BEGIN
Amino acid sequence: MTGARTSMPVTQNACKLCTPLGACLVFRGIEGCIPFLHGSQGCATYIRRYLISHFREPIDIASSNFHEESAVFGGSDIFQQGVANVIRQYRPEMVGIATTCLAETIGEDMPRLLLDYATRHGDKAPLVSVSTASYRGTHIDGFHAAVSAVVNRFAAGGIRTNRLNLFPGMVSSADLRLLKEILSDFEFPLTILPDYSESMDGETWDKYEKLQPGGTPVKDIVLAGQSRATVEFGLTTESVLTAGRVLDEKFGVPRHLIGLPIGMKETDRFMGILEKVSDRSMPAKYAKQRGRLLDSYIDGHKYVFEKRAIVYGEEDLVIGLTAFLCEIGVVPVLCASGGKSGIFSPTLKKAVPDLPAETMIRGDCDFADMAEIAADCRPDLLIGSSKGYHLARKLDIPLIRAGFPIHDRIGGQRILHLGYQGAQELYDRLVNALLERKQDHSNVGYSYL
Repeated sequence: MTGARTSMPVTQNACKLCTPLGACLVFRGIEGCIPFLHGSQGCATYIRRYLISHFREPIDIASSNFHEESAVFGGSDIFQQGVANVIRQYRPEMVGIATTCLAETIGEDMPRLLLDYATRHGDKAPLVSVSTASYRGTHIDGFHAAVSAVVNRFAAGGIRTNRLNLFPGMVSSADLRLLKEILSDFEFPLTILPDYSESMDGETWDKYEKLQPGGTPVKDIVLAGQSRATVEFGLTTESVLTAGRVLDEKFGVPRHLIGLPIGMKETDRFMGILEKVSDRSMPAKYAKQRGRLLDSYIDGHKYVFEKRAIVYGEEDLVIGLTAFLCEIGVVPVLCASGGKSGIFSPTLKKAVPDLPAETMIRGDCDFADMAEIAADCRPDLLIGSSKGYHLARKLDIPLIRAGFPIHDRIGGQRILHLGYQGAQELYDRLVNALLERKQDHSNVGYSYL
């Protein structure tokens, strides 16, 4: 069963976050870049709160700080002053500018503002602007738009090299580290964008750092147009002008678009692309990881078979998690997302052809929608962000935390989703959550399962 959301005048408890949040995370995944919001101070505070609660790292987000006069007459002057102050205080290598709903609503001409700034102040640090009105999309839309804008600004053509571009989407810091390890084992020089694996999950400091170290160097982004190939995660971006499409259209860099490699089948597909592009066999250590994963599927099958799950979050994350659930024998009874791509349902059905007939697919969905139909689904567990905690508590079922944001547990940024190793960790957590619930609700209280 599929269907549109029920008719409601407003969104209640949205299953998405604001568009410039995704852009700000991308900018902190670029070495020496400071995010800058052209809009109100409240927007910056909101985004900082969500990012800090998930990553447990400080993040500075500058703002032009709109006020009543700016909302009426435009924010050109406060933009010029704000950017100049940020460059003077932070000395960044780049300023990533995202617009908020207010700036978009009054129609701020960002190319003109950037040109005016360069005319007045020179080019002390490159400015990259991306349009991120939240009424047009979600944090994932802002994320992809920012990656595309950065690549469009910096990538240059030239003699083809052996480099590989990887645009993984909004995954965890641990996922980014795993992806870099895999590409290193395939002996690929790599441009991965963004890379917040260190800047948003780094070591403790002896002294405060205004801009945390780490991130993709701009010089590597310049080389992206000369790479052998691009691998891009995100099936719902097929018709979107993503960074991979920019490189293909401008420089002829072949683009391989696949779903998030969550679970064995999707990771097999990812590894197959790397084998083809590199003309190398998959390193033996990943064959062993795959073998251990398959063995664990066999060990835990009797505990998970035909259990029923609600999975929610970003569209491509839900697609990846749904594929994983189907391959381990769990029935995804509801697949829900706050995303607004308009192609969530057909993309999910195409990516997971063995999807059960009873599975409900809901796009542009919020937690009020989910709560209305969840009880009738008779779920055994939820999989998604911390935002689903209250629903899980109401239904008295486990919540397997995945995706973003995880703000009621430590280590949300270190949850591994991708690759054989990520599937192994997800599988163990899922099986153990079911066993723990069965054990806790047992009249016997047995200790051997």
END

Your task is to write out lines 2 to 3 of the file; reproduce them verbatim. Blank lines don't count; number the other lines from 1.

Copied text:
Repeated sequence: MTGARTSMPVTQNACKLCTPLGACLVFRGIEGCIPFLHGSQGCATYIRRYLISHFREPIDIASSNFHEESAVFGGSDIFQQGVANVIRQYRPEMVGIATTCLAETIGEDMPRLLLDYATRHGDKAPLVSVSTASYRGTHIDGFHAAVSAVVNRFAAGGIRTNRLNLFPGMVSSADLRLLKEILSDFEFPLTILPDYSESMDGETWDKYEKLQPGGTPVKDIVLAGQSRATVEFGLTTESVLTAGRVLDEKFGVPRHLIGLPIGMKETDRFMGILEKVSDRSMPAKYAKQRGRLLDSYIDGHKYVFEKRAIVYGEEDLVIGLTAFLCEIGVVPVLCASGGKSGIFSPTLKKAVPDLPAETMIRGDCDFADMAEIAADCRPDLLIGSSKGYHLARKLDIPLIRAGFPIHDRIGGQRILHLGYQGAQELYDRLVNALLERKQDHSNVGYSYL
């Protein structure tokens, strides 16, 4: 069963976050870049709160700080002053500018503002602007738009090299580290964008750092147009002008678009692309990881078979998690997302052809929608962000935390989703959550399962 959301005048408890949040995370995944919001101070505070609660790292987000006069007459002057102050205080290598709903609503001409700034102040640090009105999309839309804008600004053509571009989407810091390890084992020089694996999950400091170290160097982004190939995660971006499409259209860099490699089948597909592009066999250590994963599927099958799950979050994350659930024998009874791509349902059905007939697919969905139909689904567990905690508590079922944001547990940024190793960790957590619930609700209280 599929269907549109029920008719409601407003969104209640949205299953998405604001568009410039995704852009700000991308900018902190670029070495020496400071995010800058052209809009109100409240927007910056909101985004900082969500990012800090998930990553447990400080993040500075500058703002032009709109006020009543700016909302009426435009924010050109406060933009010029704000950017100049940020460059003077932070000395960044780049300023990533995202617009908020207010700036978009009054129609701020960002190319003109950037040109005016360069005319007045020179080019002390490159400015990259991306349009991120939240009424047009979600944090994932802002994320992809920012990656595309950065690549469009910096990538240059030239003699083809052996480099590989990887645009993984909004995954965890641990996922980014795993992806870099895999590409290193395939002996690929790599441009991965963004890379917040260190800047948003780094070591403790002896002294405060205004801009945390780490991130993709701009010089590597310049080389992206000369790479052998691009691998891009995100099936719902097929018709979107993503960074991979920019490189293909401008420089002829072949683009391989696949779903998030969550679970064995999707990771097999990812590894197959790397084998083809590199003309190398998959390193033996990943064959062993795959073998251990398959063995664990066999060990835990009797505990998970035909259990029923609600999975929610970003569209491509839900697609990846749904594929994983189907391959381990769990029935995804509801697949829900706050995303607004308009192609969530057909993309999910195409990516997971063995999807059960009873599975409900809901796009542009919020937690009020989910709560209305969840009880009738008779779920055994939820999989998604911390935002689903209250629903899980109401239904008295486990919540397997995945995706973003995880703000009621430590280590949300270190949850591994991708690759054989990520599937192994997800599988163990899922099986153990079911066993723990069965054990806790047992009249016997047995200790051997």